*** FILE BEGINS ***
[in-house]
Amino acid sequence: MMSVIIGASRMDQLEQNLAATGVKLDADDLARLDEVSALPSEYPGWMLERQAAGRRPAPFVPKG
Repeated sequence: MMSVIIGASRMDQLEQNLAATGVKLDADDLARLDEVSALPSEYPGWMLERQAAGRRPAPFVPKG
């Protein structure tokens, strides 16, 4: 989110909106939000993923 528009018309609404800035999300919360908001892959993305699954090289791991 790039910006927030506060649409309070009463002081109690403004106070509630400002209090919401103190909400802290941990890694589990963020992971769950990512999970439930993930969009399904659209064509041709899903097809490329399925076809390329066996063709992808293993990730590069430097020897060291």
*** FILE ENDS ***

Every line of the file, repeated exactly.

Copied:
[in-house]
Amino acid sequence: MMSVIIGASRMDQLEQNLAATGVKLDADDLARLDEVSALPSEYPGWMLERQAAGRRPAPFVPKG
Repeated sequence: MMSVIIGASRMDQLEQNLAATGVKLDADDLARLDEVSALPSEYPGWMLERQAAGRRPAPFVPKG
């Protein structure tokens, strides 16, 4: 989110909106939000993923 528009018309609404800035999300919360908001892959993305699954090289791991 790039910006927030506060649409309070009463002081109690403004106070509630400002209090919401103190909400802290941990890694589990963020992971769950990512999970439930993930969009399904659209064509041709899903097809490329399925076809390329066996063709992808293993990730590069430097020897060291």